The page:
Bridging the gap in mungbean yields

Neil Lyon, October 11, 2018

USQ Centre for Crop Health professor of crop nematology, Dr John Thompson, and AMA president, Mark Schmidt, with industry representatives at the AMA research review day in Toowoomba, Qld.

AS mungbeans transition from being simply an opportunity crop to nowadays being a mainstream summer option, researchers are turning their focus to fine tuning the yield potential of the short-season pulse.

Speaking at an Australian Mungbean Association (AMA) research review day in Toowoomba, Queensland Department of Agriculture and Fisheries (QDAF) director of crop improvement R, D and E, Dr Rex Williams, said the phenomenal growth of the mungbean industry had largely been driven by “great” research and development.

Dr Rex Williams

“The varieties that have come out of our breeding program have driven the reliability and confidence growers have in the industry. It has allowed the industry to take advantage of the great demand for high quality, premium products,” he said.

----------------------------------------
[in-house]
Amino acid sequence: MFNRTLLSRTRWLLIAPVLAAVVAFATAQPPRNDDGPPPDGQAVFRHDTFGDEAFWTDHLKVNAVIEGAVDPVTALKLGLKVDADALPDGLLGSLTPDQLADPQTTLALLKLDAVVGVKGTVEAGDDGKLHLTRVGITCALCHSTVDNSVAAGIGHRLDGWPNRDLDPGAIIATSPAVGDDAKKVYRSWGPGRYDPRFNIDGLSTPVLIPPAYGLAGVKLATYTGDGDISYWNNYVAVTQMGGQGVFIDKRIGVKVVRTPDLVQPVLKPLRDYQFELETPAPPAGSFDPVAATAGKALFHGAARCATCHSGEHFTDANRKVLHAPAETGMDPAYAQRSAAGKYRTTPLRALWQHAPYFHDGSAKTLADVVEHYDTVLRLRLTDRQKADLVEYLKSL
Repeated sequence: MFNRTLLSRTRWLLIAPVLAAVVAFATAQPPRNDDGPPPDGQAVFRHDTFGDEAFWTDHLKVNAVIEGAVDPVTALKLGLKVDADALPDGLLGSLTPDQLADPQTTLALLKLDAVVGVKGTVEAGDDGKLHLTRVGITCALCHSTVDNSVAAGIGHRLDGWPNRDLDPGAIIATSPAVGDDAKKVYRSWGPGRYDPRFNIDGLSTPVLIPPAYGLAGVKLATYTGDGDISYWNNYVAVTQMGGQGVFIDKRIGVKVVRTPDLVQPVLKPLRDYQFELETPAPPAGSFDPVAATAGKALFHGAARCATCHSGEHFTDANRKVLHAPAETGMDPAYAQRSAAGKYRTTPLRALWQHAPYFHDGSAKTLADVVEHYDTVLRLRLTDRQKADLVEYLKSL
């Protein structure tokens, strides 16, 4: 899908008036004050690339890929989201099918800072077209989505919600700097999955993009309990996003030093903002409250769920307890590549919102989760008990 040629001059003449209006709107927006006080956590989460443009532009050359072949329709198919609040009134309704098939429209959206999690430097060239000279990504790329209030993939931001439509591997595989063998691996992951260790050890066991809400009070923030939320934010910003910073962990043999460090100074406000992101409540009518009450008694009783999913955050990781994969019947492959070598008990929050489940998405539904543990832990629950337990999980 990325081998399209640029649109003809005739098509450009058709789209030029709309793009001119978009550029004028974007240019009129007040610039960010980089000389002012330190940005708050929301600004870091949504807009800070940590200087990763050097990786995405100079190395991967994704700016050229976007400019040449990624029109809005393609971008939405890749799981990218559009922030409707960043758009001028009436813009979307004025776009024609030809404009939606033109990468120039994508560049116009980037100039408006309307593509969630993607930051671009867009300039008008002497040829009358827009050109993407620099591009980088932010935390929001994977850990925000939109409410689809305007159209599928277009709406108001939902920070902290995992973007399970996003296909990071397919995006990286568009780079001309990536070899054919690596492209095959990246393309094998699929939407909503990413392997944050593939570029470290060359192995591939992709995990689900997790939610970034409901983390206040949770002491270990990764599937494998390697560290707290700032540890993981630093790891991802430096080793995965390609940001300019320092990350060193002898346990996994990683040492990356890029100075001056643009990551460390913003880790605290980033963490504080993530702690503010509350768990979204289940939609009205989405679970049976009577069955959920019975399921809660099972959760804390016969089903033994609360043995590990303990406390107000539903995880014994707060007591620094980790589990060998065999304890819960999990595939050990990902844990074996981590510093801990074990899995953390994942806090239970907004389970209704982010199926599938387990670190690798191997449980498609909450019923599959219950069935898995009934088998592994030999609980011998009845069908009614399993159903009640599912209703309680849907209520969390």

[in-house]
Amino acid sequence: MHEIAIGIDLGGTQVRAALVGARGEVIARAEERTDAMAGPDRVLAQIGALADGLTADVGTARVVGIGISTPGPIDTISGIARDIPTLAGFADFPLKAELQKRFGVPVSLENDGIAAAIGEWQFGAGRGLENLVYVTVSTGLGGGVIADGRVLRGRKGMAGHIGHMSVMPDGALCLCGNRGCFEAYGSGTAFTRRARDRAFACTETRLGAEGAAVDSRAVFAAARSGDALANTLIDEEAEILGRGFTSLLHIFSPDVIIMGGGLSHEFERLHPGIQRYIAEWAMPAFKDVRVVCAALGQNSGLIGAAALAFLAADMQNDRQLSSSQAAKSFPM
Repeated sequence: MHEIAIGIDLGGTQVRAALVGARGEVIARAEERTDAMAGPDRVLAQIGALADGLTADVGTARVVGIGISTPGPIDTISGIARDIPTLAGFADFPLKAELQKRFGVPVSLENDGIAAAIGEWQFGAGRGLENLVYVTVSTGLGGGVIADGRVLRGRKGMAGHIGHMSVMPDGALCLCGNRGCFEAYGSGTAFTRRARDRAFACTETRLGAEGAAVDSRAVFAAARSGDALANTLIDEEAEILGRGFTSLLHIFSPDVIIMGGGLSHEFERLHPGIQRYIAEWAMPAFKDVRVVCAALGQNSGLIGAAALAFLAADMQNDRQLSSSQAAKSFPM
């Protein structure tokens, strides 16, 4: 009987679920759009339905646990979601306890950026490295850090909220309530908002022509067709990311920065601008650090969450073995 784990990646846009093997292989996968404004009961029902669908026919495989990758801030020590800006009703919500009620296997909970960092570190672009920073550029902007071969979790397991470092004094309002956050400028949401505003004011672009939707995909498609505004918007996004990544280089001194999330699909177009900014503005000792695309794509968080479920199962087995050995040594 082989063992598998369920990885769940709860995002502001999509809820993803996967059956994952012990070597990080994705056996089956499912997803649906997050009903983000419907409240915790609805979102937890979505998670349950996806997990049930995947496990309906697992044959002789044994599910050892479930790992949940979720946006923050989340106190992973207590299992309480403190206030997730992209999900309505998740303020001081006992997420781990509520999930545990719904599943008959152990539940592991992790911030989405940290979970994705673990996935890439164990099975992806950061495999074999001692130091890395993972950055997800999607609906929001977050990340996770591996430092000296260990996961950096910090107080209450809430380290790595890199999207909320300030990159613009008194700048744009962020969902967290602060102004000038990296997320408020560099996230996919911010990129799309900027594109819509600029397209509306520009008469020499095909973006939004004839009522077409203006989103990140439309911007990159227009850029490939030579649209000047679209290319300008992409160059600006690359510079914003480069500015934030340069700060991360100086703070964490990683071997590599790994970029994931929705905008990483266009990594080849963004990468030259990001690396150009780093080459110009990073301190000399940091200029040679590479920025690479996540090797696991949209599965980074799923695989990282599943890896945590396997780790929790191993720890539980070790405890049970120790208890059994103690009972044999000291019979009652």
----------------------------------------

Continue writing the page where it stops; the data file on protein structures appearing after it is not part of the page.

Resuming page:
“In the past, the focus of research was on delivering yield gain. When mungbeans are $1000-$1400/tonne, every bit of yield puts a lot of money in growers’ pockets. Yields have been the first priority. We have had double digit yield gains all the way through.

“Now it is about protecting the yield. We are moving more to looking at things like tan spot and halo blight which are major impediments. Seed-borne diseases are a very important limitation for the industry.

“We are also diversifying, looking at the range of material and trying to understand the genetics using newer strategies such as genomic selection and nested association mapping (NAM). NAM is basically a population that helps us unravel the genetics of key traits. We are really getting into the science. Our effort is to deliver the better varieties.”

As well as the genetics, Dr Williams said the work was also looking across the research spectrum at agronomic management, pests and diseases.

“It is all part of the effort to try to narrow the yield gap between what our genetics tell us we should be able to produce and what growers produce. Mungbeans can be risky and a challenging crop to grow. There is often a yield gap. We are trying to unravel that with agronomic research to put strategies in place to help growers,” he said.